TAIPEI – Taiwan’s China-skeptic opposition leader Tsai Ing-wen won a landslide victory to become the island’s first female president Saturday, eliciting a warning from Beijing against any move toward independence.
Fireworks lit up the sky at the headquarters of Tsai’s Democratic Progressive Party (DPP) as thousands gathered to celebrate the historic win over the ruling China-friendly Kuomintang (KMT), which is also known as the Nationalist Party.
In her first comments to media, Tsai warned that Chinese “suppression” would damage ties with the mainland. “Our democratic system, national identity and international space must be respected. Any forms of suppression will harm the stability of cross-strait relations,” she said.
Although Taiwan is self-ruling after it split with China following a civil war in 1949, it has never declared independence and Beijing still sees it as part of its territory awaiting reunification.
Support for Tsai has surged as voters have become increasingly uneasy about a recent rapprochement with China under outgoing KMT President Ma Ying-jeou.
Beijing responded sternly to Tsai’s election, with China’s Taiwan Affairs Office warning that the Chinese government would “resolutely oppose any form of secessionist activities seeking ‘Taiwan independence.'”
In a strongly worded editorial, the Chinese state news agency Xinhua said the DPP’s return to power “poses grave challenges to cross-strait relations” and had “aroused concerns” about Taipei’s relationship with Beijing.
Tsai’s victory came on the same day that outrage erupted over the treatment of 16-year-old Taiwanese K-pop star Chou Tzu-yu, who was forced to record a video apology after angering Chinese netizens by flying a Taiwanese flag in a recent online broadcast.
Tsai specifically referred to Chou in her address, saying her case had “shaken Taiwanese society.”
“This particular incident will serve as a constant reminder to me about the importance of our country’s strength and unity to those outside our borders,” she said.
Tsai has toned down the DPP’s traditionally pro-independence message to assuage Beijing and calm nerves in the United States — Taiwan’s major ally — which does not want to see tensions flare.
In her address to media she pledged to “work toward maintaining peace and stability” in relations with China but emphasized it must reflect public will.
Jubilant supporters expressed their faith in Tsai as she later addressed the crowds, promising to be a strong leader.
“I’m very confident — we were cheated by Ma’s government for so long,” said Jimmy Lai, 45.
Washington congratulated Tsai on the victory. “We share with the Taiwan people a profound interest in the continuation of cross-strait peace and stability,” State Department spokesman John Kirby said.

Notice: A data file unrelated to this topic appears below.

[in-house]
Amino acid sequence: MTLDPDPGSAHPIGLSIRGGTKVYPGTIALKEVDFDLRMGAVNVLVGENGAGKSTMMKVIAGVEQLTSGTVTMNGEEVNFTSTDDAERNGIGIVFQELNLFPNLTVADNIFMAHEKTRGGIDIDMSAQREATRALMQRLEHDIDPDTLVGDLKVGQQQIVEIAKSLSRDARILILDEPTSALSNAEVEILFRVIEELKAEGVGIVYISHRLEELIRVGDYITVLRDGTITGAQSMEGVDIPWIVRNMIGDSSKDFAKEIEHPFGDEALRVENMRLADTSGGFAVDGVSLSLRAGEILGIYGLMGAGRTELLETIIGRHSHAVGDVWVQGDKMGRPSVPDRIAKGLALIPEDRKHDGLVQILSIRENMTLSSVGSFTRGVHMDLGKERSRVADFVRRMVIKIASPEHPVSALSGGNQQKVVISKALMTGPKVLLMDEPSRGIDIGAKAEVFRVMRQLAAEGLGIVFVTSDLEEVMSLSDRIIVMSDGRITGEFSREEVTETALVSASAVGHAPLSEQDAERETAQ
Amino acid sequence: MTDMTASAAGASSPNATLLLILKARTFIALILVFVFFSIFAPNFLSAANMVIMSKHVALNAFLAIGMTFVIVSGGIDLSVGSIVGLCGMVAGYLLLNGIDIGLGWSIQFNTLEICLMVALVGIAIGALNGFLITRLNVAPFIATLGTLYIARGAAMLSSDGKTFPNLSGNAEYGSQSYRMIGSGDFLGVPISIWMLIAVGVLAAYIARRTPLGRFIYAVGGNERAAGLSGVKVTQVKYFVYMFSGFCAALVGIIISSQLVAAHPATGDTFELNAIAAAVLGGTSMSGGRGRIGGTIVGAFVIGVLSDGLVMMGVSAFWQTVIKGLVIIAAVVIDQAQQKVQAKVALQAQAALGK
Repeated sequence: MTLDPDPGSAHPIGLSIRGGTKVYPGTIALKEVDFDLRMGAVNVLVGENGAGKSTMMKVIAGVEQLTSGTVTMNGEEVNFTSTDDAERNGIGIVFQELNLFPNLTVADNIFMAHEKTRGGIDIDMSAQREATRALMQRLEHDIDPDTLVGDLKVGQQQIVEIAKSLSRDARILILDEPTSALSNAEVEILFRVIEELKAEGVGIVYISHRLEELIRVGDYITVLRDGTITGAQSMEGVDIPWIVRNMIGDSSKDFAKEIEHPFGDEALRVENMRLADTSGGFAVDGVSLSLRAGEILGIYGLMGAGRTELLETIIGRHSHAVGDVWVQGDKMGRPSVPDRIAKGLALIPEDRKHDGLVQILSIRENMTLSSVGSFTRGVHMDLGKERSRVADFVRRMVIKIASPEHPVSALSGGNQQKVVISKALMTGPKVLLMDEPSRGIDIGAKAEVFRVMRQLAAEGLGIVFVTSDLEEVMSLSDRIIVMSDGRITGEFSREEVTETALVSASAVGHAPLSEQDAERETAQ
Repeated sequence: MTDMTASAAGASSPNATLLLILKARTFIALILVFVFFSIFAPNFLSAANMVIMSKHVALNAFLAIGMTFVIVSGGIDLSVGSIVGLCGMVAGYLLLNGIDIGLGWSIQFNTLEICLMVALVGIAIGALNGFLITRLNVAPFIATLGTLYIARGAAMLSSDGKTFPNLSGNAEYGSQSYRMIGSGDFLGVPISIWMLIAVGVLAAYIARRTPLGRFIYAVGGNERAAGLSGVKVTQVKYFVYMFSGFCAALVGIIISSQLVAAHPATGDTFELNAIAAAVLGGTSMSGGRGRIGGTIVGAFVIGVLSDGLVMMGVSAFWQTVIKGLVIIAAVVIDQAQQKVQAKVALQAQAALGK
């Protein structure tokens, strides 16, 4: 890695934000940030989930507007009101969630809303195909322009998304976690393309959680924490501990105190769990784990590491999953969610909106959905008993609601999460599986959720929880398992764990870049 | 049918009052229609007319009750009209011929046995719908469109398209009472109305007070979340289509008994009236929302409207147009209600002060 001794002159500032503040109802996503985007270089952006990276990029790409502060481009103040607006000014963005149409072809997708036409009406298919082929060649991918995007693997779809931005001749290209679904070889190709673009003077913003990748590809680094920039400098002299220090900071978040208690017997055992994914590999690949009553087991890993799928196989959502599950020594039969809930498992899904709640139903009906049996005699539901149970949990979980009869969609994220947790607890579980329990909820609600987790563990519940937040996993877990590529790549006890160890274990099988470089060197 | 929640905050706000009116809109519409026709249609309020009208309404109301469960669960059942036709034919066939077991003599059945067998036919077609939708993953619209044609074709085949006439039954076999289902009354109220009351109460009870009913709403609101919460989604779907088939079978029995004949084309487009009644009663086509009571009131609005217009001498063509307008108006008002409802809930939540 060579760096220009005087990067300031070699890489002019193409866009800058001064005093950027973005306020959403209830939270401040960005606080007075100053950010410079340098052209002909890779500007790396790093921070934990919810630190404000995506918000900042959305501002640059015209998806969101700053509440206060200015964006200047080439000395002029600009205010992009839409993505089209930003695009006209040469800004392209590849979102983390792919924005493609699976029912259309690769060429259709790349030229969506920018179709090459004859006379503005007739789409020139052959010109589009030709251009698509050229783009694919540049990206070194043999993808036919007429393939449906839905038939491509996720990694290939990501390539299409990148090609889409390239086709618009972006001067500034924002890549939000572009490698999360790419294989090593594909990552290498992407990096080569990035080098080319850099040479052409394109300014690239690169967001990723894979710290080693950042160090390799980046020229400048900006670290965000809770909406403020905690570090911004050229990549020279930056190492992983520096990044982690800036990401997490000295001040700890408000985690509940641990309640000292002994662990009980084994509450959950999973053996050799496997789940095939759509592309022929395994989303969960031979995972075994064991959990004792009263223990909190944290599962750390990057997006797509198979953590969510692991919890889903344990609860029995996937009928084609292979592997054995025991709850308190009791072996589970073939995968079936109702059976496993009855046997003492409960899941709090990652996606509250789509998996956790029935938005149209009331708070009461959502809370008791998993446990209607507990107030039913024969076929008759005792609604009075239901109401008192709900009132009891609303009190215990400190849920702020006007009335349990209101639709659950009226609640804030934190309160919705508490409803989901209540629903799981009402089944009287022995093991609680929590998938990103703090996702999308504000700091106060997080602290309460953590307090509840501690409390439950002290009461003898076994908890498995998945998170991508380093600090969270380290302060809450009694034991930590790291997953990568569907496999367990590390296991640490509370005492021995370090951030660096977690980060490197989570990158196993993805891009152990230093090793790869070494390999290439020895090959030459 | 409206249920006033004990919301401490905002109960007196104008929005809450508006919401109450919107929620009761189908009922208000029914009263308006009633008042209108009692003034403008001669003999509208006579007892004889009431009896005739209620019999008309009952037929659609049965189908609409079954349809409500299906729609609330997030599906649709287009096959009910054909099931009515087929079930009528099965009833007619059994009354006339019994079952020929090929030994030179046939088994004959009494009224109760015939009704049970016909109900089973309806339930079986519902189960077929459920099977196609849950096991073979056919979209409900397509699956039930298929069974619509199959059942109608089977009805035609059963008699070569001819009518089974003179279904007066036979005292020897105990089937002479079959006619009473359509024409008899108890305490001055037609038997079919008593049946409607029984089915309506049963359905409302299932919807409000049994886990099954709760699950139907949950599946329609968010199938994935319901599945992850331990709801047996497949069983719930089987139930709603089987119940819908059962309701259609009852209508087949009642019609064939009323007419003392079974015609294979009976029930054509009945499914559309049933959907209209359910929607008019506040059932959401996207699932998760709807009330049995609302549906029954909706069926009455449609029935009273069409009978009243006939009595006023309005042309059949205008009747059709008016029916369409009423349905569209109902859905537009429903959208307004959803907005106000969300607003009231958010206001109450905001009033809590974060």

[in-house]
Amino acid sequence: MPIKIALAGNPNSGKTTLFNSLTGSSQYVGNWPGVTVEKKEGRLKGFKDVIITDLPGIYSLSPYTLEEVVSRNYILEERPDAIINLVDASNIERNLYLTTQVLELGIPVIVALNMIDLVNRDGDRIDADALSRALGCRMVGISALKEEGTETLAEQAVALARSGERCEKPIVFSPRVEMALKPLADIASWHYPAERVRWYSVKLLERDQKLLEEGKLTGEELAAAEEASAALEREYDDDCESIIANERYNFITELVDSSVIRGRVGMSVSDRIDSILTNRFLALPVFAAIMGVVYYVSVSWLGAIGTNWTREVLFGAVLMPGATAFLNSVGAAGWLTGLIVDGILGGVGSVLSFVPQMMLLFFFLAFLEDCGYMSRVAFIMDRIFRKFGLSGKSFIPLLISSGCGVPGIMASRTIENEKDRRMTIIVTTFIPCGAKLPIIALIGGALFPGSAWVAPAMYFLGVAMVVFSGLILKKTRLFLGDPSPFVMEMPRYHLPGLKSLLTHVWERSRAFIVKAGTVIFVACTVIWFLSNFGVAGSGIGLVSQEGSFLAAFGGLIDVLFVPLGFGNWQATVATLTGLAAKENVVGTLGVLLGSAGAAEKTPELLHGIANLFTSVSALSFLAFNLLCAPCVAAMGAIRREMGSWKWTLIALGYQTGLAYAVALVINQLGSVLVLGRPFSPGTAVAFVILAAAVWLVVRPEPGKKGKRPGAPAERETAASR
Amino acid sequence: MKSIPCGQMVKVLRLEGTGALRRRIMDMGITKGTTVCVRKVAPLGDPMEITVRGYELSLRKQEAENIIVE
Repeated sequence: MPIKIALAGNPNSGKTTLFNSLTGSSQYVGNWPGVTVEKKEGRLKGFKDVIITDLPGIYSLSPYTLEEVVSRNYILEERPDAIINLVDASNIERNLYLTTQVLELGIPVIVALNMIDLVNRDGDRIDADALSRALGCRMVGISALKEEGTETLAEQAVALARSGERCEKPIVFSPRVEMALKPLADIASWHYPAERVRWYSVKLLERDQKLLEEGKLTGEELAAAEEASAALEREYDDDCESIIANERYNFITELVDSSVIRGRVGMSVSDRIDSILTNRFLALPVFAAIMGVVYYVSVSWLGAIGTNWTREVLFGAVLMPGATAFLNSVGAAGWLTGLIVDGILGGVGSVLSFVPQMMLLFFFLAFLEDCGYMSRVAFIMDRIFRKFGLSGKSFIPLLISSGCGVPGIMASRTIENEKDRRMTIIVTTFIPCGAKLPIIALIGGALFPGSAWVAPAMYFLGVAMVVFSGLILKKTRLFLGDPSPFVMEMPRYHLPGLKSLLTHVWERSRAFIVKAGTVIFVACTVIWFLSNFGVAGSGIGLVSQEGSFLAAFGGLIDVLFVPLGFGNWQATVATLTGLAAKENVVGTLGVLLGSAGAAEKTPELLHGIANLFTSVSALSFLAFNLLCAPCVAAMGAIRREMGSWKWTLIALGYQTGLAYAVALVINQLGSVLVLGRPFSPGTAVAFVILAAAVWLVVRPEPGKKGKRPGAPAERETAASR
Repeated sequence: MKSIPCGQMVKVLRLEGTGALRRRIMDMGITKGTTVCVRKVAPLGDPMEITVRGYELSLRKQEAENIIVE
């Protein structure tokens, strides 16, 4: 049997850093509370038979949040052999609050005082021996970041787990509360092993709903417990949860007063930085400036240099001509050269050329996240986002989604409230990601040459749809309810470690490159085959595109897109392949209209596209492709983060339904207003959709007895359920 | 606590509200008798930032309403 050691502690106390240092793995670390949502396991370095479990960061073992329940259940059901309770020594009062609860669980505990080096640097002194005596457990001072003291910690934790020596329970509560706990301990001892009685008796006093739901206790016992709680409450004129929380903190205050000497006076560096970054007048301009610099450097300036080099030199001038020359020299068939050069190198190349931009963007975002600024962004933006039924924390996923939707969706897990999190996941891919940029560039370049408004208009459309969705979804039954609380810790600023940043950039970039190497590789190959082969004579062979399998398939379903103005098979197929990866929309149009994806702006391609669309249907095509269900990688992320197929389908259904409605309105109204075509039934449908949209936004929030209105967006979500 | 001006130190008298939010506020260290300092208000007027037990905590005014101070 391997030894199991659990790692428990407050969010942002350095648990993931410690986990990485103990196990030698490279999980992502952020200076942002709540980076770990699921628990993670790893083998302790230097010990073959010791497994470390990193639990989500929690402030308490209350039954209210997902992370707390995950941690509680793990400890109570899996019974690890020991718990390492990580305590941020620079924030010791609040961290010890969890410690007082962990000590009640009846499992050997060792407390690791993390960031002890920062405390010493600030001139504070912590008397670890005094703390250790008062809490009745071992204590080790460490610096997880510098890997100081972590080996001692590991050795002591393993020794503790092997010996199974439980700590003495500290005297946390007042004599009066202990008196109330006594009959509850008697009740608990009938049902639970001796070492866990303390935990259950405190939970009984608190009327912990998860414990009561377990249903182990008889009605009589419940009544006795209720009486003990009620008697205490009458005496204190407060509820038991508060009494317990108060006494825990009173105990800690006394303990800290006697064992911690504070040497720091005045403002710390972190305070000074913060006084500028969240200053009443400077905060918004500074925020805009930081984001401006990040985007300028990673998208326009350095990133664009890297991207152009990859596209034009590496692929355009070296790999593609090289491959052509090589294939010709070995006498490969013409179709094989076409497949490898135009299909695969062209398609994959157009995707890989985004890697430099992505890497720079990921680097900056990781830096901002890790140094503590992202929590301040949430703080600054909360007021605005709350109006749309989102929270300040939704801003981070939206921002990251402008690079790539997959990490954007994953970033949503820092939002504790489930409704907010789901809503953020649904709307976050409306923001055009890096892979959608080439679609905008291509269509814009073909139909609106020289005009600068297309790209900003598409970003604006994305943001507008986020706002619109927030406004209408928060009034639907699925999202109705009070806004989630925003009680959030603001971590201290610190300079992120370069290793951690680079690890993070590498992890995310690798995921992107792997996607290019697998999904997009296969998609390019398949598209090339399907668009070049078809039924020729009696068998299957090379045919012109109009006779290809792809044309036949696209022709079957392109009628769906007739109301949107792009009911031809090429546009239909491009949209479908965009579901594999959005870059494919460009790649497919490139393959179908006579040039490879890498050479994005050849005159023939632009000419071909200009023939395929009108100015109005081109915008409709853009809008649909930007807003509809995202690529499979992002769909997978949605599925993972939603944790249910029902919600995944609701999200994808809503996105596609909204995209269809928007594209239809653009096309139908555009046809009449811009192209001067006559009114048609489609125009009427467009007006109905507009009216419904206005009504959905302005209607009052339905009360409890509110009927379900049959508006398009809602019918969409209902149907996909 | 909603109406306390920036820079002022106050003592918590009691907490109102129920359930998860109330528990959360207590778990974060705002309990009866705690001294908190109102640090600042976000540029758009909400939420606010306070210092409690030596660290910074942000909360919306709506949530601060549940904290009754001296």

British Foreign Secretary Philip Hammond also congratulated Tsai, saying he hoped Taiwan and China would “continue their dialogue to resolve differences and maintain the recent trend of constructive relations.”
Tsai remains president-elect until she takes office on May 20.
Tsai secured 56.12 percent of the vote, according to the Central Election Commission, with the KMT’s Eric Chu at 31.04 percent.
It was by far the biggest mandate ever won by a DPP president.
Chu called the defeat “an unprecedented drastic change for the KMT” as the party also lost control of the legislature for the first time.
“This is a stunning result that completely overturns the history of Taiwanese elections. Never before has the DPP got anywhere near such a level in national elections,” said Jonathan Sullivan, professor of Contemporary Chinese Studies at the University of Nottingham.
Analysts said ties with Beijing would inevitably cool as China watches Tsai closely.
“Cross-strait ties will be slowing in the near term, as Beijing considers her to be independence-leaning. Future developments will depend on her actions,” said Li Fei of the Taiwan Research Institute of China’s Xiamen University.
Tsai disappeared from China’s most popular social network following her victory, with censors working swiftly to block searches for “Tsai Ing-wen” and “Taiwan elections” on the Twitter-like Weibo network.
Ma had overseen a dramatic rapprochement with China since coming to power in 2008, culminating in a summit with Chinese President Xi Jinping in November.
Yet despite more than 20 deals and a tourist boom, closer ties have exacerbated fears that China is eroding Taiwan’s sovereignty by making it economically dependent.
Low salaries and high housing prices are also riling voters who feel they have not benefited from the warming relations.
Beijing has warned it will not deal with any leader who does not recognize the “one China” principle, part of a tacit agreement between Beijing and the KMT known as the “1992 consensus,” which is the bedrock of the rapprochement.
The DPP has never recognized the consensus.